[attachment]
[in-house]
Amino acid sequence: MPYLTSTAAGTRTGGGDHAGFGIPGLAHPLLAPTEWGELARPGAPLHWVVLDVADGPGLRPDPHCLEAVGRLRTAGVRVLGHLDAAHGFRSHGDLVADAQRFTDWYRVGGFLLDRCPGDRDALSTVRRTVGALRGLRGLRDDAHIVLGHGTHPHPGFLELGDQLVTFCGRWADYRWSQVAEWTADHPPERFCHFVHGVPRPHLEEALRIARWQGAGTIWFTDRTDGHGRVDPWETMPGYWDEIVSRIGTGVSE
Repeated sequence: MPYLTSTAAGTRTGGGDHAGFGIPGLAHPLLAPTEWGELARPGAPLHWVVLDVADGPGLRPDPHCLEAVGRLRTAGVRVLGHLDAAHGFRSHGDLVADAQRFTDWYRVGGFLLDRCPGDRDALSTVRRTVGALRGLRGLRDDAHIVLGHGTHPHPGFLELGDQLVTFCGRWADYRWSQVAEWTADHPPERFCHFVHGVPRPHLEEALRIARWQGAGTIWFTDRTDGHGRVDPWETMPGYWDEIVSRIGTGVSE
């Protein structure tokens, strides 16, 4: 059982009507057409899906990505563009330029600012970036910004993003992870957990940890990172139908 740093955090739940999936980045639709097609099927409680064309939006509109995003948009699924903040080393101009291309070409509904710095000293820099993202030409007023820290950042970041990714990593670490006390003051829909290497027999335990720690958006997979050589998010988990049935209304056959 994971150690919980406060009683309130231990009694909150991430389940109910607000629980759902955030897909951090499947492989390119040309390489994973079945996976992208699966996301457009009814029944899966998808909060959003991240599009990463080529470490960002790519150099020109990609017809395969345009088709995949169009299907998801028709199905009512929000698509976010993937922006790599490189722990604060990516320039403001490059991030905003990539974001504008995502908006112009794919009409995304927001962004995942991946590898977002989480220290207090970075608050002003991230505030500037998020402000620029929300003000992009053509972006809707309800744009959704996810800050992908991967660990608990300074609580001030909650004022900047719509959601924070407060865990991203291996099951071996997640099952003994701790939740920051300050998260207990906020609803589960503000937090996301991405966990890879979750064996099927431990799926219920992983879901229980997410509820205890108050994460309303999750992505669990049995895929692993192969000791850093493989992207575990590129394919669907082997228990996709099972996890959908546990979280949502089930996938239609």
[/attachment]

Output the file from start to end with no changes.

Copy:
[in-house]
Amino acid sequence: MPYLTSTAAGTRTGGGDHAGFGIPGLAHPLLAPTEWGELARPGAPLHWVVLDVADGPGLRPDPHCLEAVGRLRTAGVRVLGHLDAAHGFRSHGDLVADAQRFTDWYRVGGFLLDRCPGDRDALSTVRRTVGALRGLRGLRDDAHIVLGHGTHPHPGFLELGDQLVTFCGRWADYRWSQVAEWTADHPPERFCHFVHGVPRPHLEEALRIARWQGAGTIWFTDRTDGHGRVDPWETMPGYWDEIVSRIGTGVSE
Repeated sequence: MPYLTSTAAGTRTGGGDHAGFGIPGLAHPLLAPTEWGELARPGAPLHWVVLDVADGPGLRPDPHCLEAVGRLRTAGVRVLGHLDAAHGFRSHGDLVADAQRFTDWYRVGGFLLDRCPGDRDALSTVRRTVGALRGLRGLRDDAHIVLGHGTHPHPGFLELGDQLVTFCGRWADYRWSQVAEWTADHPPERFCHFVHGVPRPHLEEALRIARWQGAGTIWFTDRTDGHGRVDPWETMPGYWDEIVSRIGTGVSE
């Protein structure tokens, strides 16, 4: 059982009507057409899906990505563009330029600012970036910004993003992870957990940890990172139908 740093955090739940999936980045639709097609099927409680064309939006509109995003948009699924903040080393101009291309070409509904710095000293820099993202030409007023820290950042970041990714990593670490006390003051829909290497027999335990720690958006997979050589998010988990049935209304056959 994971150690919980406060009683309130231990009694909150991430389940109910607000629980759902955030897909951090499947492989390119040309390489994973079945996976992208699966996301457009009814029944899966998808909060959003991240599009990463080529470490960002790519150099020109990609017809395969345009088709995949169009299907998801028709199905009512929000698509976010993937922006790599490189722990604060990516320039403001490059991030905003990539974001504008995502908006112009794919009409995304927001962004995942991946590898977002989480220290207090970075608050002003991230505030500037998020402000620029929300003000992009053509972006809707309800744009959704996810800050992908991967660990608990300074609580001030909650004022900047719509959601924070407060865990991203291996099951071996997640099952003994701790939740920051300050998260207990906020609803589960503000937090996301991405966990890879979750064996099927431990799926219920992983879901229980997410509820205890108050994460309303999750992505669990049995895929692993192969000791850093493989992207575990590129394919669907082997228990996709099972996890959908546990979280949502089930996938239609």